Taking work calls while driving is risky business for employers

It’s convenient to take business calls on the road, particularly for employees who travel a lot. Employees may think they can multitask, increase their availability, and get more done by taking calls en route to a customer or on the commute home.

That’s a natural attitude, but it’s a dangerous one — studies have found that drivers who use a cell phone have a similar impairment to drunk driving. And it can get your company into trouble.

A growing number of lawsuits are holding businesses accountable when their employees are involved in automobile crashes while using cell phones. Juries have awarded victims and their families upwards of $20 million in accidents linked to work-related cell phone use.

Employer liability 
If a person has an accident while on a business call, that person’s employer could be held liable. This is true whether or not the employee was using a work-issued phone. It’s also true if the employee is driving a personal car, to a personal function — if the call is tied to work, the employer could be targeted in a lawsuit.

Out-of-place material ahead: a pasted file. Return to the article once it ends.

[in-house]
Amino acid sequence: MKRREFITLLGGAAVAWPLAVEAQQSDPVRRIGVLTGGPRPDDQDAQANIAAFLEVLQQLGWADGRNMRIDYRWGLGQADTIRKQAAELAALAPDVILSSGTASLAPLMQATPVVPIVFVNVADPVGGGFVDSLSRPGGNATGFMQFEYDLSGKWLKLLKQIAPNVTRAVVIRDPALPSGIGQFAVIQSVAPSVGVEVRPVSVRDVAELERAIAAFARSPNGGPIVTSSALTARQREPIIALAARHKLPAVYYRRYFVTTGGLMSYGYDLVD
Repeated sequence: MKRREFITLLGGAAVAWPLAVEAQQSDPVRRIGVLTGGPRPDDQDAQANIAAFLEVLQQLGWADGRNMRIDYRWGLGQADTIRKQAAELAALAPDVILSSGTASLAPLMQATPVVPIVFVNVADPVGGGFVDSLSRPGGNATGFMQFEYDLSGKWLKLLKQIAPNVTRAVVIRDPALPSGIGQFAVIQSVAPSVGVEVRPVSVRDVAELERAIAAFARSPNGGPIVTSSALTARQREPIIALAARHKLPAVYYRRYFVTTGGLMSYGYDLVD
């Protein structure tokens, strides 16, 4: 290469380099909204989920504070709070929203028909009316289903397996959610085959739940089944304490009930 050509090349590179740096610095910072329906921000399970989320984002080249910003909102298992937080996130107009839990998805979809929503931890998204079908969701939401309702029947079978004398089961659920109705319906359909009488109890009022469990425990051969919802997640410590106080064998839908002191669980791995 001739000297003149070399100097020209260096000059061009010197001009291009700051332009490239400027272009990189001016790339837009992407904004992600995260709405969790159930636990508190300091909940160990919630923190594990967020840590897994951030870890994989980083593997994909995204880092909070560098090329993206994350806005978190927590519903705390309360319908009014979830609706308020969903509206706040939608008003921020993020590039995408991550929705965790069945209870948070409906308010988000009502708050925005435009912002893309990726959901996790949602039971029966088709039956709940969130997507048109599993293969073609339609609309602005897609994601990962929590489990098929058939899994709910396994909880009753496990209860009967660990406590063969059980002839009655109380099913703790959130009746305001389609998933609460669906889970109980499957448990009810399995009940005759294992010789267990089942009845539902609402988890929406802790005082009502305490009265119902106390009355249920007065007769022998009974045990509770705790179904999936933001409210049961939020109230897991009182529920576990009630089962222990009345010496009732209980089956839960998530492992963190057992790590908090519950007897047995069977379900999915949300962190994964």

That’s why many employers are implementing cell phone policies that either prohibit employees from using handheld cell phones while driving or ban them from taking any work-related calls at all.

To create or enhance a cell phone policy for your business, use these resources from the National Highway Traffic Safety Administration and the U.S. Department of Transportation. You’ll find a toolkit and sample distracted driving policies for employers, as well as similar resources for teens, parents, and educators.

Learn more about the dangers of distracted driving here.

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